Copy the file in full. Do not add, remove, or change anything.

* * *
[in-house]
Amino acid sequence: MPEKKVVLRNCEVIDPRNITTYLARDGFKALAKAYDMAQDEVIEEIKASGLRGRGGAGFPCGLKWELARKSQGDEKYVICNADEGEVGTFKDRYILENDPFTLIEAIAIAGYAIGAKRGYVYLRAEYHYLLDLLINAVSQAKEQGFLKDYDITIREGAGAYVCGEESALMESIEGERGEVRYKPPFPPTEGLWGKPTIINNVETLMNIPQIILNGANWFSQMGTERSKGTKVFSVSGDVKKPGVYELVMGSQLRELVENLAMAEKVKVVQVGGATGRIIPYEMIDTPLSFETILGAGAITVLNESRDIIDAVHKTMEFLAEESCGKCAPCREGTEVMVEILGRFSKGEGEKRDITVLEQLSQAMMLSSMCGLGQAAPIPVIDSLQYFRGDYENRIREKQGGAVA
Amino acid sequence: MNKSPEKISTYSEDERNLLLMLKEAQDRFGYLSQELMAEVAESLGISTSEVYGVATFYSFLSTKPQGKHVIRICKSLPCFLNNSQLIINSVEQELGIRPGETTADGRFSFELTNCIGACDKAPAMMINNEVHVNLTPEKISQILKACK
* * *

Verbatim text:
[in-house]
Amino acid sequence: MPEKKVVLRNCEVIDPRNITTYLARDGFKALAKAYDMAQDEVIEEIKASGLRGRGGAGFPCGLKWELARKSQGDEKYVICNADEGEVGTFKDRYILENDPFTLIEAIAIAGYAIGAKRGYVYLRAEYHYLLDLLINAVSQAKEQGFLKDYDITIREGAGAYVCGEESALMESIEGERGEVRYKPPFPPTEGLWGKPTIINNVETLMNIPQIILNGANWFSQMGTERSKGTKVFSVSGDVKKPGVYELVMGSQLRELVENLAMAEKVKVVQVGGATGRIIPYEMIDTPLSFETILGAGAITVLNESRDIIDAVHKTMEFLAEESCGKCAPCREGTEVMVEILGRFSKGEGEKRDITVLEQLSQAMMLSSMCGLGQAAPIPVIDSLQYFRGDYENRIREKQGGAVA
Amino acid sequence: MNKSPEKISTYSEDERNLLLMLKEAQDRFGYLSQELMAEVAESLGISTSEVYGVATFYSFLSTKPQGKHVIRICKSLPCFLNNSQLIINSVEQELGIRPGETTADGRFSFELTNCIGACDKAPAMMINNEVHVNLTPEKISQILKACK